That said, here are 12 things TEDx speakers do that preachers usually don’t:

A great retelling of the guidelines for TEDx speakers!

With the conference season (summer) rapidly approaching, now is the time to take this advice to heart!

Imagine a conference presentation without the filler than everyone in the room already knows (or should to be attending the conference). I keep longing for papers that don’t repeat largely the same introduction as every other paper in the area.

Yes, graphs have nodes/vertices, edges/arcs and you are g-o-i-n-g t-o l-a-b-e-l t-h-e-m.

The advice for TEDx speakers is equally applicable to webcasts and podcasts.

New trends in sharing data science work

Sat, 04/19/2014 - 23:42

Categories:

Topic Maps

New trends in sharing data science work

Danny Bickson writes:

I got the following venturebeat article from my colleague Carlos Guestrin.

It seems there is an interesting trend of allowing data scientists to share their work: Imagine if a company’s three highly valued data scientists can happily work together without duplicating each other’s efforts and can easily call up the ingredients and results of each other’s previous work.

That day has come. As the data scientist arms race continues, data scientists might want to join forces. Crazy idea, right? Two San Francisco startups — Domino Data Lab and Sense — have emerged recently with software to let data scientists collaborate on multiple projects. In a way, it’s like code storehouse GitHub for the data science world. A Montreal startup named Plot.ly has been talking about the same themes, but it brings a more social twist. Another startup, Mode Analytics, is building software for data analysts to ask questions of data without duplicating previous efforts. And at least one more mature software vendor, Alpine Data Labs, has been adding features to help many colleagues in a company apply algorithms to code on one central hub.

If you aren’t already registered for GraphLab Conference 2014, notice that Alpine Data Labs, Domino Data Labs, Mode Analytics, Plot.ly, and, Sense will all be at the GraphLab Conference.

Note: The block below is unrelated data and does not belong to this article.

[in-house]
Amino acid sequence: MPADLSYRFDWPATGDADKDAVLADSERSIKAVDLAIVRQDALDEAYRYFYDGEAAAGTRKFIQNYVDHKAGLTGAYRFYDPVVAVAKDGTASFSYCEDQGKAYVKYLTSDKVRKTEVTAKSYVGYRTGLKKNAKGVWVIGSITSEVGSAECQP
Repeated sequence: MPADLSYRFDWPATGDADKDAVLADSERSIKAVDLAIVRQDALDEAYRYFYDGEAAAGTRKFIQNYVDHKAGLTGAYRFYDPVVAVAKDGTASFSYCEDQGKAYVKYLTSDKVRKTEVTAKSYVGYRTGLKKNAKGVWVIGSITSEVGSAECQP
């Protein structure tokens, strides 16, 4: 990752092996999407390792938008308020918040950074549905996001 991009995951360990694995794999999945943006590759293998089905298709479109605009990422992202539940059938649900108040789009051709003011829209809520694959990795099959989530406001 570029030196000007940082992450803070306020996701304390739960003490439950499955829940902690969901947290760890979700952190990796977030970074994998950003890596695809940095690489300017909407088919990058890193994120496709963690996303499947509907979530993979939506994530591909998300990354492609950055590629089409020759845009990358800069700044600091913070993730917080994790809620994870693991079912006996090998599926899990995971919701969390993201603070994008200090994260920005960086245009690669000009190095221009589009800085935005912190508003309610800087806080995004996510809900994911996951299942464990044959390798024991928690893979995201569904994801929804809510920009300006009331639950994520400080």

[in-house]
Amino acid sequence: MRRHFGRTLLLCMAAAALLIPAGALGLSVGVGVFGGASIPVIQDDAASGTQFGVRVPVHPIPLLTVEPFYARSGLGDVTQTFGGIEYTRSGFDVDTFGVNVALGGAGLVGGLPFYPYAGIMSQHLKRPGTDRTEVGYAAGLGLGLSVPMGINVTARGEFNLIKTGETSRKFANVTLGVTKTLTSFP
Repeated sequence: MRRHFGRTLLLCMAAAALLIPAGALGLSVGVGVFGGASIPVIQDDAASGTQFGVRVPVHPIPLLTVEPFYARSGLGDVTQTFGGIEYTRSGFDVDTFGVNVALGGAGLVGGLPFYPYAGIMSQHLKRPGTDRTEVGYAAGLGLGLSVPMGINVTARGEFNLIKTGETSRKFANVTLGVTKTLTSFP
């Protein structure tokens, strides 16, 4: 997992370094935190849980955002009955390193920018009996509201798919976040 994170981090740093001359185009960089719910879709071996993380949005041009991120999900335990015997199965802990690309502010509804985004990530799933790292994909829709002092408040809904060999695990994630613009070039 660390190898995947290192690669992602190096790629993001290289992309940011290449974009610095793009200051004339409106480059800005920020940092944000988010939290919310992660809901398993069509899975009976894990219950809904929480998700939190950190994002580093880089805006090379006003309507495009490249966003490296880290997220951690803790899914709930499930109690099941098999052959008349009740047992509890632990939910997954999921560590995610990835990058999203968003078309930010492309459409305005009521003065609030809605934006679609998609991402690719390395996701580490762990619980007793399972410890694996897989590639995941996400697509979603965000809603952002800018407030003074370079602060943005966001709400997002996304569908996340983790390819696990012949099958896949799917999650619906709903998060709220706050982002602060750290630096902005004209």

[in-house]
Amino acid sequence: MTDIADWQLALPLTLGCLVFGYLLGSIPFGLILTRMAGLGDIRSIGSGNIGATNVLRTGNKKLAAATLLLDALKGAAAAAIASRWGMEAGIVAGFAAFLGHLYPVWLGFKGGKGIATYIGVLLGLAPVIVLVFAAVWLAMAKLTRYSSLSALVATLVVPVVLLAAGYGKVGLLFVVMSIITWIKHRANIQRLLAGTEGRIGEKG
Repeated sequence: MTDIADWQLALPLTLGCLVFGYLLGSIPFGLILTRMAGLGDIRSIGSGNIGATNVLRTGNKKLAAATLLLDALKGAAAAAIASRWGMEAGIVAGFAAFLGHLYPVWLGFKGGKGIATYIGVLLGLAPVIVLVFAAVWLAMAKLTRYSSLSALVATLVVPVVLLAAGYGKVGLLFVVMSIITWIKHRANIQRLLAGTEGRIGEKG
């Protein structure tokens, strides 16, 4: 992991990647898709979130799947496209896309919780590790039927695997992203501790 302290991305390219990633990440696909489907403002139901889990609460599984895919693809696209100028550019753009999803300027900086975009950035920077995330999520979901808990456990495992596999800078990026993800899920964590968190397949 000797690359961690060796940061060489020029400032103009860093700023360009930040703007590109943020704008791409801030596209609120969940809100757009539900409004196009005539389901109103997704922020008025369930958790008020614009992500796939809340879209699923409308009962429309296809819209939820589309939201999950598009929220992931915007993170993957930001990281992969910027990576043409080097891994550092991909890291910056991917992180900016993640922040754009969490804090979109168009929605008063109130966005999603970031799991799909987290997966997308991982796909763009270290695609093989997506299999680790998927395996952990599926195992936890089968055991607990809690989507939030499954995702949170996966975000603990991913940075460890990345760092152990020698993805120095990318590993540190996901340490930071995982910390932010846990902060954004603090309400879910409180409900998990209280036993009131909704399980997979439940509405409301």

Go ahead, register for the GraphLab conference. At the very worst you will learn something. If you socialize a little bit, you will meet some of the brightest graph people on the planet.

Plus, when the history of “sharing” in data science is written, you will have attended one of the early conferences on sharing code for data science. After years of hoarding data (where you now see open data) and beginning to see code sharing, data science is developing a different model.

And you were there to cheer them on!

GraphChi Users Survey

Sat, 04/19/2014 - 21:02

Categories:

Topic Maps

GraphChi Users Survey

From the form:

This survey is used to find out about experiences of users of GraphChi. These results will be used in Aapo Kyrola’s Ph.D. thesis.

If you are using GraphChi, your experiences can help with Aapo Kyrola’s Ph.D. thesis.

Pass this along to anyone you know using GraphChi (and try GraphChi yourself).

Enter, Update, Exit… [D3.js]

Wed, 04/16/2014 - 00:49

Categories:

Topic Maps

Enter, Update, Exit – An Introduction to D3.js, The Web’s Most Popular Visualization Toolkit by Christian Behrens.

From the webpage:

Over the past couple of years, D3, the groundbreaking JavaScript library for data-driven document manipulation developed by Mike Bostock, has become the Swiss Army knife of web-based data visualization. However, talking to other designers or developers who use D3 in their projects, I noticed that one of the core concepts of it remains somewhat obscure and is often referred to as »D3’s magic«: Data joins and selections.

Given a solid command of basic JavaScript, this article should help you to wrap your head around these two fundamental concepts and get you started using D3 for your dataviz projects.

If you encounter anyone not already using D3.js, pass this page along to them.

I first saw this in a tweet by Halftone.

GraphChi-DB [src released]

Wed, 04/16/2014 - 00:33

Categories: